Not bad for a fat girl


Why Does the FAFSA Have to Be So Hard?

For the uninitiated, the FAFSA is the financial aid document that is required for colleges and universities in the United States. If you want to be considered for financial aid you have to fill out the FAFSA.not-difficult

The FAFSA is an evil document, approximately 10,472 questions long, and it asks you the most intimate financial details of your life. Not only that, it’s confusing because sometimes the information is about the student and sometimes it’s about the parent(s). Oh goody.

Well, last year I did it. I gathered all the necessary information and sat down with my son and filled that sucker out. It wasn’t fun, and it wasn’t quick, but we got it done. Between his grades, test scores, and demonstrated financial need (the fancy terms the FAFSA people use for how poor you are), he ended up with a considerable amount of aid, in the way of grants and scholarships. This is the kind of aid you don’t have to pay back, the best kind.

The thing about financial aid, though, is that you have to file a new FAFSA each year. And the thing about THIS year’s FAFSA that makes it different is that the information required is the exact same information as last year, that is to say the information from 2015 tax returns. It used to be that you used the previous year’s returns, but the rules changed and now it’s the information from two years ago.

Should be simple, right? I already did this, and I even printed the whole giant document out after I finished so I have a paper copy. Smart, right?

I shouldn’t even need that, though. I should be able to login, press a few buttons, and my information should magically appear, after all, they already have it. My friend assured me today that it would be a piece of cake. She lied.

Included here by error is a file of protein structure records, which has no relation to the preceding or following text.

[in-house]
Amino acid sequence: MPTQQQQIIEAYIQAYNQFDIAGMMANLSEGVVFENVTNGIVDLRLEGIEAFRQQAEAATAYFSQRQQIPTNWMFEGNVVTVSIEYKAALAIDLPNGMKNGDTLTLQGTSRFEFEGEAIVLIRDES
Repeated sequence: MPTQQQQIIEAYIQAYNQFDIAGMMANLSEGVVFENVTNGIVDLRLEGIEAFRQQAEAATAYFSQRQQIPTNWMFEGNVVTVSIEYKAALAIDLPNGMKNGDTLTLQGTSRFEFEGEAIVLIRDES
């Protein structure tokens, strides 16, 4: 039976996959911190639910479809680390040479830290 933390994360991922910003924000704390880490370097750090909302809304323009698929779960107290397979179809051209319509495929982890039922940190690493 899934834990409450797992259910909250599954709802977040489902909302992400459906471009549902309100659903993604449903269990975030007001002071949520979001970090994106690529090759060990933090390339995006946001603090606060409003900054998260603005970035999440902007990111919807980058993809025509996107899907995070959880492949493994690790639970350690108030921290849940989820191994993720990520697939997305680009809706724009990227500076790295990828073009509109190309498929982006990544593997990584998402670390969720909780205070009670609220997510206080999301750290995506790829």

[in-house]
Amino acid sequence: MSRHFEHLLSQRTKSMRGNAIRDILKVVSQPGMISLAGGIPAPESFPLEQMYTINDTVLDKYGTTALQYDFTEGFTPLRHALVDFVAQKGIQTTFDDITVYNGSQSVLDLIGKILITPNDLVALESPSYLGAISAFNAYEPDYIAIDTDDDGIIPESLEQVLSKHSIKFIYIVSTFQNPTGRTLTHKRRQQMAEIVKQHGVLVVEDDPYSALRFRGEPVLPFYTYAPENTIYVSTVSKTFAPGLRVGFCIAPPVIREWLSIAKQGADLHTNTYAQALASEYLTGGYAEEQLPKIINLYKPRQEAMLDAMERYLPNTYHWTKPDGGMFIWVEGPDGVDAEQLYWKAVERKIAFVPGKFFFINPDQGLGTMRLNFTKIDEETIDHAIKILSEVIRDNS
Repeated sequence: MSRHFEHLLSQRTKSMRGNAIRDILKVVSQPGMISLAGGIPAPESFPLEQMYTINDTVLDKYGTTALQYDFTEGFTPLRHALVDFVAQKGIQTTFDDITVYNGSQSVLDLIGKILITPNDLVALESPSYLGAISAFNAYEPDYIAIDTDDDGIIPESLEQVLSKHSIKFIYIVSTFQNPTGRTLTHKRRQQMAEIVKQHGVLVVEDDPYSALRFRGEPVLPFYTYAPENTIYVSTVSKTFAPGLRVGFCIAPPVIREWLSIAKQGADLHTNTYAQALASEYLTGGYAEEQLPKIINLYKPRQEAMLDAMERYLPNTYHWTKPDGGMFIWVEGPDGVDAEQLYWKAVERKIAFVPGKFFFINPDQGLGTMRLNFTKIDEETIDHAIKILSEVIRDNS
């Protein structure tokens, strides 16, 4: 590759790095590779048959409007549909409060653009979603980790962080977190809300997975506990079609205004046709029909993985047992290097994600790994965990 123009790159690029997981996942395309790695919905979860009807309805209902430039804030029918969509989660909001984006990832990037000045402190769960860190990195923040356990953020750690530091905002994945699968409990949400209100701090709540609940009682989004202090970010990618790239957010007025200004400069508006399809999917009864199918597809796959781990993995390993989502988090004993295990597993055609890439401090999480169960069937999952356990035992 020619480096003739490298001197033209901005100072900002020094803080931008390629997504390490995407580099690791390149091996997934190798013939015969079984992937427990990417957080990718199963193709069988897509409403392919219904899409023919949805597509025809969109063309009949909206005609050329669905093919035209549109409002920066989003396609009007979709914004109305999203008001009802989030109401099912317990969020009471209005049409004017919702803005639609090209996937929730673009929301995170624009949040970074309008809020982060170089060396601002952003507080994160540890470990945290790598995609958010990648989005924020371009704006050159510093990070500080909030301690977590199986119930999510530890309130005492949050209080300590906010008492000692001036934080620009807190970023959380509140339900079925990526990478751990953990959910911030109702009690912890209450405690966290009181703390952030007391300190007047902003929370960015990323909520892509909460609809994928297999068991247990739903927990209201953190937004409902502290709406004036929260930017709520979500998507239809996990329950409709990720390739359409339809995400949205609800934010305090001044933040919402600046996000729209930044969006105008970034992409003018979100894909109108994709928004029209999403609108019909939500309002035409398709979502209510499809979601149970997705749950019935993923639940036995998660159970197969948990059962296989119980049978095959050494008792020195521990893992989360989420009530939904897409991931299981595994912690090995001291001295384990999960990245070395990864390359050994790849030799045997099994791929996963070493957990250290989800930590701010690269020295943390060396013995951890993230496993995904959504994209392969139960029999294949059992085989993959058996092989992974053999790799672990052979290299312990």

My problems:

  1. I forgot the login to the link that takes you to the IRS.
  2. I got the security questions wrong. I mean, I didn’t really, but they thought I did.
  3. I reset the login and password, only to be told that there’s no record of my address on the IRS database from last year.
  4. I begin hand entering data, using my handy printout as my guide, when it tells me that the amount of my income doesn’t match what was previously entered.
  5. I check my 1040, line 37. I check my printout from the last time I did this. It matches. The computer disagrees, but it won’t let me log in to the IRS site to see what they think it should say.
  6. I fear that I’m caught in some type of loop, so I log out and attempt to start over. I can’t. I’m locked out and need to create a new login.
  7. The email linked to the account is my son’s. He is not here. I must text him to send me the reset code so I can continue this exercise in futility.
  8. He sends a code. I enter it. It doesn’t work.
  9. I tell him this and he sends another code that works. WTF? Did he just make the first one up?
  10. Apparently it wasn’t a fluke, I still can’t enter the information. I’m at an impasse, so I decide that the best course of action is a glass of wine and a blog post.

Perhaps I’ll try again tomorrow. I don’t get it, though. Why, oh why does it have to be this complicated?